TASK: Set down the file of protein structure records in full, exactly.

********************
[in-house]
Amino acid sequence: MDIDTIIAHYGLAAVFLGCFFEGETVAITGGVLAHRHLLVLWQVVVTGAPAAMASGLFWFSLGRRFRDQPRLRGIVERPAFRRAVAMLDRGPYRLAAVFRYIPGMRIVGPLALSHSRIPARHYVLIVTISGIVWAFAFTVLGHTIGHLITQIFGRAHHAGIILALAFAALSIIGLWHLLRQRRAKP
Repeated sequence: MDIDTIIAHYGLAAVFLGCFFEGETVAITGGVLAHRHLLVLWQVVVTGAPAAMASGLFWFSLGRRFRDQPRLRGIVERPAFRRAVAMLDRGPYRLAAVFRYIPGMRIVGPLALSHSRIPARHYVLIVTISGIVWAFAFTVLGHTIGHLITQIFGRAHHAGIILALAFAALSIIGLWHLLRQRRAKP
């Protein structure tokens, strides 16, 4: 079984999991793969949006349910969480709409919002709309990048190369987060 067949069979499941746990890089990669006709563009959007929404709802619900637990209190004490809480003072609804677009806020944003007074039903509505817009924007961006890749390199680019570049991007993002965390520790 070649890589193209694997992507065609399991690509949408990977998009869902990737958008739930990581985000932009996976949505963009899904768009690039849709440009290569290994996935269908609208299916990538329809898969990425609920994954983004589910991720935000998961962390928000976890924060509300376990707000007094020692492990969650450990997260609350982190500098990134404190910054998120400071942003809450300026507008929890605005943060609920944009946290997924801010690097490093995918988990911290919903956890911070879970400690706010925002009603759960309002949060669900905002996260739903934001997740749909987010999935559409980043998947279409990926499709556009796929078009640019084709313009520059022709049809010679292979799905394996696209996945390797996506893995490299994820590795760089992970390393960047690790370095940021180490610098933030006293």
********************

[in-house]
Amino acid sequence: MDIDTIIAHYGLAAVFLGCFFEGETVAITGGVLAHRHLLVLWQVVVTGAPAAMASGLFWFSLGRRFRDQPRLRGIVERPAFRRAVAMLDRGPYRLAAVFRYIPGMRIVGPLALSHSRIPARHYVLIVTISGIVWAFAFTVLGHTIGHLITQIFGRAHHAGIILALAFAALSIIGLWHLLRQRRAKP
Repeated sequence: MDIDTIIAHYGLAAVFLGCFFEGETVAITGGVLAHRHLLVLWQVVVTGAPAAMASGLFWFSLGRRFRDQPRLRGIVERPAFRRAVAMLDRGPYRLAAVFRYIPGMRIVGPLALSHSRIPARHYVLIVTISGIVWAFAFTVLGHTIGHLITQIFGRAHHAGIILALAFAALSIIGLWHLLRQRRAKP
């Protein structure tokens, strides 16, 4: 079984999991793969949006349910969480709409919002709309990048190369987060 067949069979499941746990890089990669006709563009959007929404709802619900637990209190004490809480003072609804677009806020944003007074039903509505817009924007961006890749390199680019570049991007993002965390520790 070649890589193209694997992507065609399991690509949408990977998009869902990737958008739930990581985000932009996976949505963009899904768009690039849709440009290569290994996935269908609208299916990538329809898969990425609920994954983004589910991720935000998961962390928000976890924060509300376990707000007094020692492990969650450990997260609350982190500098990134404190910054998120400071942003809450300026507008929890605005943060609920944009946290997924801010690097490093995918988990911290919903956890911070879970400690706010925002009603759960309002949060669900905002996260739903934001997740749909987010999935559409980043998947279409990926499709556009796929078009640019084709313009520059022709049809010679292979799905394996696209996945390797996506893995490299994820590795760089992970390393960047690790370095940021180490610098933030006293």